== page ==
Afghanistan is set to vote in long-delayed parliamentary elections for the third time since the fall of the Taliban in 2001.
The polls, which were originally scheduled for early 2015, were last pushed to October 20 due to security fears and reforms in the voter registration process.
The Afghan government has striven to assure people that it will be safe to vote, but in a country wracked by violence – largely attributable to attacks by the Taliban armed group – many are still wary.
The Taliban has vowed to disrupt the “bogus elections”.
“People who are trying to help in holding this process successfully by providing security should be targeted and no stone should be left unturned for the prevention and failure [of the elections],” Taliban spokesman Zabihullah Mujahid said in a statement last week.
Here is what you need to know about the upcoming elections:
When’s election day?
Saturday, October 20. Polls open at 7am (02:30 GMT) and close at 4pm (12:30 GMT).
There are 21,000 polling stations in 5,100 polling centres in the country’s 33 participating provinces.
What are people voting for?
The Afghan parliament comprises the Mesherano Jirga (upper house) and the Wolesi Jirga (lower house).
Saturday’s vote will be for the Wolesi Jirga, whose elected parliamentarians serve five-year terms.
There are 250 seats in the Wolesi Jirga, including 10 seats that are reserved for Kuchis (nomads) and one jointly for the Sikh and Hindu communities. There must be 68 female representatives, with each province having at least one.
The Meshrano Jirga consists of parliamentarians chosen from local councils and those appointed by the president, as well as members elected in district elections.
Who can vote?
All Afghan citizens who are 18 years of age or older with a valid voter identification card have the right to vote.
In order to get a valid card, Afghans registered themselves on a new biometric system that was put in place to prevent voter fraud.
All previously issued registration cards have been cancelled.
The Independent Election Commission (IEC) announced that 8,918,107 people have registered to vote in the elections, of which 3,067,918 are women and 5,681,592 are men.
The IEC said that more 600,000 registrations were cancelled as they were invalid for various reasons.
Who are the candidates?
According to the IEC, there are 2,565 candidates running in the Wolesi Jirga elections, 417 of whom are women.
A total of 205 – nearly eight percent – of candidates have registered as members of political parties. The rest are independent candidates.
According to an Afghan Analyst Network count, Vice President Abdul Rashid Dostum’s party, Jonbesh-e Melli-ye Islami, has the most candidates, with 44, including eight women.
It is followed by Gulbuddin Hekmatyar’s Hezb-i-Islami with 42, including two women; and Deputy Chief Executive Haji Muhammad Mohaqqeq’s party, Hezb-e Wahdat-e Islami-ye Mardom, with 22 candidates, including five women.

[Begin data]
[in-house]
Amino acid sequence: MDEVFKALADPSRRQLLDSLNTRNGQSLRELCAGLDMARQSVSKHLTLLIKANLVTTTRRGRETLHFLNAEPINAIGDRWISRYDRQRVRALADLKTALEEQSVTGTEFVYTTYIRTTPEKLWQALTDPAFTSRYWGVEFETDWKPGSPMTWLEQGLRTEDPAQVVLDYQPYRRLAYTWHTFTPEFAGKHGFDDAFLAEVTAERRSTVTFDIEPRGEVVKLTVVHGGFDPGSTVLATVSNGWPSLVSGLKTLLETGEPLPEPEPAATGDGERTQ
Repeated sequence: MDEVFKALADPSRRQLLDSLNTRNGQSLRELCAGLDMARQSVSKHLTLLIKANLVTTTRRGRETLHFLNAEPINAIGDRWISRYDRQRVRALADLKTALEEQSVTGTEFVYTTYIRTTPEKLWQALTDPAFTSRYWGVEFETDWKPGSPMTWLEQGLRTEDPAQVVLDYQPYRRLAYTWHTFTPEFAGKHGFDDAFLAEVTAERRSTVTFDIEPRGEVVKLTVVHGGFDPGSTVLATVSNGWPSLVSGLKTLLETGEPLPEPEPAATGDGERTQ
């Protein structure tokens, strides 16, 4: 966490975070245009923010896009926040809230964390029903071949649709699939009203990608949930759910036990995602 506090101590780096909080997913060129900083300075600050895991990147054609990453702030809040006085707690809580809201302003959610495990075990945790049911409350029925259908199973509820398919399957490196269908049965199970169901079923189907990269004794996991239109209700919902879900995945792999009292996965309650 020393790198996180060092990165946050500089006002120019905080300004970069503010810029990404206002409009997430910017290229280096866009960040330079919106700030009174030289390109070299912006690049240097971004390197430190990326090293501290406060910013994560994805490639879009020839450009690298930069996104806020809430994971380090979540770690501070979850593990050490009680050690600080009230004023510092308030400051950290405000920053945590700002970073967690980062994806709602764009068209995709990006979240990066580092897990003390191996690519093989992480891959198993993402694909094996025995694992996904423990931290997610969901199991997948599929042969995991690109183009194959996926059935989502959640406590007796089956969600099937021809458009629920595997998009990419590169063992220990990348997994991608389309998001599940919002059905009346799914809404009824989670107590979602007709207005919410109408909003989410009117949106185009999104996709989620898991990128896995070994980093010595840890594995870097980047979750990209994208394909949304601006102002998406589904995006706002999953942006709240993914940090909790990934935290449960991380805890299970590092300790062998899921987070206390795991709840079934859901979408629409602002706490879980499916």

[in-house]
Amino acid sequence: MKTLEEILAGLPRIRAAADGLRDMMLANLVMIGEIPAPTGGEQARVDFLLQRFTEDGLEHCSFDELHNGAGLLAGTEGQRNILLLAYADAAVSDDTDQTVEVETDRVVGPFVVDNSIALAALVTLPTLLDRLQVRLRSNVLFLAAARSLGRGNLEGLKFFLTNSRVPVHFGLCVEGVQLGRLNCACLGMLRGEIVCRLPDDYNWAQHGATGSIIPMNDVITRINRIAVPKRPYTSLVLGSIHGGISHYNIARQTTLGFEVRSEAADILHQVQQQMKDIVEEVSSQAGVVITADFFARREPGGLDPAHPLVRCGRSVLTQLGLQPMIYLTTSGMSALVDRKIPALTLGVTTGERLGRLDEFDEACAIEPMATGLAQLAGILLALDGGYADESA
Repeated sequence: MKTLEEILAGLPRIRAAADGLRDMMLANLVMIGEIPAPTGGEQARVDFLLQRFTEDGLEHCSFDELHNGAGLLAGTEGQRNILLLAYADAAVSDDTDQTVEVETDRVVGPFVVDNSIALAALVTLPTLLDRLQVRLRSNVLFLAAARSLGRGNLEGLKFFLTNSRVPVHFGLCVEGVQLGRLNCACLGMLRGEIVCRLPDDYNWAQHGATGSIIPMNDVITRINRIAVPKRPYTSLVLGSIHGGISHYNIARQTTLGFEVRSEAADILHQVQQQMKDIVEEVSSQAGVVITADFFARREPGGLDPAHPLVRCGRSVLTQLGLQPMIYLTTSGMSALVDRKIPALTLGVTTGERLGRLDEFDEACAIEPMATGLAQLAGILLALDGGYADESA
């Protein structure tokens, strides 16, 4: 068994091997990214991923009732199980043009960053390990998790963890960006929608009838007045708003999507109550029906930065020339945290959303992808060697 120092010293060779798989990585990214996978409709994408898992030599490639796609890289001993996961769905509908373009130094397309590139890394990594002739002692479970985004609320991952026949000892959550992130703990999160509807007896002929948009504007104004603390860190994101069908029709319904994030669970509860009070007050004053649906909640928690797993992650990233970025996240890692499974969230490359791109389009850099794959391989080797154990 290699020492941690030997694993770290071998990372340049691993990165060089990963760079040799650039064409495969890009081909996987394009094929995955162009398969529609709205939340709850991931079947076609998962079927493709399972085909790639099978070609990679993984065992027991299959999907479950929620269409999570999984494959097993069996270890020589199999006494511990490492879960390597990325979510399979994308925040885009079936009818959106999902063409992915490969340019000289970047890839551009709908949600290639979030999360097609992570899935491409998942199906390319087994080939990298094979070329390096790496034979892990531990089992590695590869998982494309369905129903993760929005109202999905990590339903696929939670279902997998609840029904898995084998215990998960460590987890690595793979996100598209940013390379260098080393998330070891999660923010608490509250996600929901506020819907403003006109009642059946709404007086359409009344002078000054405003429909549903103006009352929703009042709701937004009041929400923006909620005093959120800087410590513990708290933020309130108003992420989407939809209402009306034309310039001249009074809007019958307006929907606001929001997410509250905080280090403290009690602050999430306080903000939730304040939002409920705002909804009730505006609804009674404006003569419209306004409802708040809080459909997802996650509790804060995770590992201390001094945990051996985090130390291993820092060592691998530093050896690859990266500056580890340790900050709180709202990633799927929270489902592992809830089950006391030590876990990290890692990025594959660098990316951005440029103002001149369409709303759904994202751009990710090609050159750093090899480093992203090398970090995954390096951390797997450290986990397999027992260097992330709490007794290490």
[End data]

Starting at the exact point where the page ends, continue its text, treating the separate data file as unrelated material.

Will the whole country vote at once?
Voting in the southern Afghan province of Kandahar will be delayed by one week following this week’s assassination of the powerful provincial police commander, General Abdul Raziq.
The election will also not take place in the eastern province of Ghazni due to two intertwined issues: firstly, the precarious security situation in the province because of a high level of Taliban activity and their complete control over some parts of it; and secondly, the ongoing dispute over how to divide Ghazni’s electoral constituencies to have a more balanced ethnic representation.
In the 2010 parliamentary elections, the Pashtuns and Tajiks of Ghazni were not able to cast ballots because voting could not be held in their Taliban-controlled areas. This resulted in the Hazaras, a minority community, winning all the seats in Ghazni, leaving the Pashtuns and Tajiks without representation.
Why is this election important?
The Afghan government aims to send a message to the Taliban with this election: that despite the ongoing violent campaigns by the armed group, the government is functioning and that the Taliban will have to come to the negotiating table through a political process acceptable to all Afghans.
What are the challenges?
The Taliban, who have been fighting Afghan and US-led NATO forces for the past 17 years, have rejected the elections and warned candidates and Afghan security forces that they would be targeted, as would schools whose premises will be used as polling stations.
The IEC said in a statement on Wednesday that at least 10 candidates have been killed since July.
At least 2,000 polling stations that were threatened directly by the Taliban will remain closed.
Local media reported that some 70,000 soldiers will be deployed across Afghanistan to provide security.
Meanwhile, the IEC has taken measures to avoid possible vote-rigging in a country with a history of voter fraud.
A few weeks ahead of the election, the government introduced a biometric system which records each voter’s photo and fingerprints in order to register.
Following the polls, this information will be sent to the IEC’s main data centre where it will be checked for repeat votes.
The election will be observed by more than 400,000 civil society activists, local election watchdog institutions and representatives from media outlets.
When will the results be announced?
Ballot counting will begin upon the conclusion of voting at 4pm Kabul time in the presence of election observers.
The IEC has not set a timeline for announcing official results, but preliminary results are expected within a month.